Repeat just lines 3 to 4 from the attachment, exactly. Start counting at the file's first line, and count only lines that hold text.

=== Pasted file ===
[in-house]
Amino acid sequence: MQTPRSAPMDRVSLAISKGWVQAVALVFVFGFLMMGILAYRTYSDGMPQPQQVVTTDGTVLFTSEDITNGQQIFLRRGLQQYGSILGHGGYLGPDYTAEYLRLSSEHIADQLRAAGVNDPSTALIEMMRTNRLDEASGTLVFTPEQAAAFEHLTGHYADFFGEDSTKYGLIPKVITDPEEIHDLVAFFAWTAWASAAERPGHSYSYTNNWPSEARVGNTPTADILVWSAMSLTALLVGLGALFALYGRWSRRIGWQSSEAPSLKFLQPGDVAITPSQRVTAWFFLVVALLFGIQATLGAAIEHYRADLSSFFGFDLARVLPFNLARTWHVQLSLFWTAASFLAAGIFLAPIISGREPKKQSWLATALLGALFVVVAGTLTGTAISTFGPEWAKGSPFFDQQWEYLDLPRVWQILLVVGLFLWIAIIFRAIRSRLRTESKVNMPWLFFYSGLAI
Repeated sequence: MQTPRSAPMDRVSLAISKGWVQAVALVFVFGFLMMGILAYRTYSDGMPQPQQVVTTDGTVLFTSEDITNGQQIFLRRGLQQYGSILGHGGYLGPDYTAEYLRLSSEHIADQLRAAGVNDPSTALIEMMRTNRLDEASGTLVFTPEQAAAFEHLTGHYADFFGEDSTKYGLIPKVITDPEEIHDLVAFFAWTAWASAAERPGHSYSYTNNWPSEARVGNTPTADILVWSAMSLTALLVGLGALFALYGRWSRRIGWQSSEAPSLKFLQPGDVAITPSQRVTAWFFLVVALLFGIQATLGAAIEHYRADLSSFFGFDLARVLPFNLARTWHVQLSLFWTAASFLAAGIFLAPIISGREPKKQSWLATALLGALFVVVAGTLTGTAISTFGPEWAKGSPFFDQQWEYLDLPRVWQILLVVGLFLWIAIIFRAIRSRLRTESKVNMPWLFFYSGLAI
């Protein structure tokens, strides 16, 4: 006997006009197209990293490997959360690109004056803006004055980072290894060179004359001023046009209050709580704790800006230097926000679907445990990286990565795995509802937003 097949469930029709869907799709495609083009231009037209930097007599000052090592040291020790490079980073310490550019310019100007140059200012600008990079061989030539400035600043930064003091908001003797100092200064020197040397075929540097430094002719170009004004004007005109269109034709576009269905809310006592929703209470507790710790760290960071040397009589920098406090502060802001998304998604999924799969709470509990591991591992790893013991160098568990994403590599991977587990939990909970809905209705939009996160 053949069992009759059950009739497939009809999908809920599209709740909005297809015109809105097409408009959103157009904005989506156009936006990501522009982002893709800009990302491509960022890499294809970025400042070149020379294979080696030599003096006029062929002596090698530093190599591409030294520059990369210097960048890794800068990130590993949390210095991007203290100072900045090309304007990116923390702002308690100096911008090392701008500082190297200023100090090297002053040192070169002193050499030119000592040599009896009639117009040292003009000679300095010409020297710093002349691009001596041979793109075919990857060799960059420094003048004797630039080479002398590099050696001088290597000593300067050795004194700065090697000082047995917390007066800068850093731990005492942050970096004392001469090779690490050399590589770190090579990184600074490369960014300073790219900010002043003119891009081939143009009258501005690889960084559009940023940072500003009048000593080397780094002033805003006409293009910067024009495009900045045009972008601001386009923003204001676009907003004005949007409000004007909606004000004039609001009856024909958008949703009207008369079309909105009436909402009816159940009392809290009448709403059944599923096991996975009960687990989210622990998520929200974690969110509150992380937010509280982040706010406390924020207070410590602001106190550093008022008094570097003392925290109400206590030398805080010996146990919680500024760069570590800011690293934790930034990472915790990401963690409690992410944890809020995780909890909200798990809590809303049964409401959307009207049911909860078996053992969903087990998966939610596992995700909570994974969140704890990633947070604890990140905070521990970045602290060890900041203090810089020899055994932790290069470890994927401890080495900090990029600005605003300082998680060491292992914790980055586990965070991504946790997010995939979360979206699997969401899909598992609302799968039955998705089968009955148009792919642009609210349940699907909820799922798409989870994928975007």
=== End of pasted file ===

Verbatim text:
Repeated sequence: MQTPRSAPMDRVSLAISKGWVQAVALVFVFGFLMMGILAYRTYSDGMPQPQQVVTTDGTVLFTSEDITNGQQIFLRRGLQQYGSILGHGGYLGPDYTAEYLRLSSEHIADQLRAAGVNDPSTALIEMMRTNRLDEASGTLVFTPEQAAAFEHLTGHYADFFGEDSTKYGLIPKVITDPEEIHDLVAFFAWTAWASAAERPGHSYSYTNNWPSEARVGNTPTADILVWSAMSLTALLVGLGALFALYGRWSRRIGWQSSEAPSLKFLQPGDVAITPSQRVTAWFFLVVALLFGIQATLGAAIEHYRADLSSFFGFDLARVLPFNLARTWHVQLSLFWTAASFLAAGIFLAPIISGREPKKQSWLATALLGALFVVVAGTLTGTAISTFGPEWAKGSPFFDQQWEYLDLPRVWQILLVVGLFLWIAIIFRAIRSRLRTESKVNMPWLFFYSGLAI
């Protein structure tokens, strides 16, 4: 006997006009197209990293490997959360690109004056803006004055980072290894060179004359001023046009209050709580704790800006230097926000679907445990990286990565795995509802937003 097949469930029709869907799709495609083009231009037209930097007599000052090592040291020790490079980073310490550019310019100007140059200012600008990079061989030539400035600043930064003091908001003797100092200064020197040397075929540097430094002719170009004004004007005109269109034709576009269905809310006592929703209470507790710790760290960071040397009589920098406090502060802001998304998604999924799969709470509990591991591992790893013991160098568990994403590599991977587990939990909970809905209705939009996160 053949069992009759059950009739497939009809999908809920599209709740909005297809015109809105097409408009959103157009904005989506156009936006990501522009982002893709800009990302491509960022890499294809970025400042070149020379294979080696030599003096006029062929002596090698530093190599591409030294520059990369210097960048890794800068990130590993949390210095991007203290100072900045090309304007990116923390702002308690100096911008090392701008500082190297200023100090090297002053040192070169002193050499030119000592040599009896009639117009040292003009000679300095010409020297710093002349691009001596041979793109075919990857060799960059420094003048004797630039080479002398590099050696001088290597000593300067050795004194700065090697000082047995917390007066800068850093731990005492942050970096004392001469090779690490050399590589770190090579990184600074490369960014300073790219900010002043003119891009081939143009009258501005690889960084559009940023940072500003009048000593080397780094002033805003006409293009910067024009495009900045045009972008601001386009923003204001676009907003004005949007409000004007909606004000004039609001009856024909958008949703009207008369079309909105009436909402009816159940009392809290009448709403059944599923096991996975009960687990989210622990998520929200974690969110509150992380937010509280982040706010406390924020207070410590602001106190550093008022008094570097003392925290109400206590030398805080010996146990919680500024760069570590800011690293934790930034990472915790990401963690409690992410944890809020995780909890909200798990809590809303049964409401959307009207049911909860078996053992969903087990998966939610596992995700909570994974969140704890990633947070604890990140905070521990970045602290060890900041203090810089020899055994932790290069470890994927401890080495900090990029600005605003300082998680060491292992914790980055586990965070991504946790997010995939979360979206699997969401899909598992609302799968039955998705089968009955148009792919642009609210349940699907909820799922798409989870994928975007």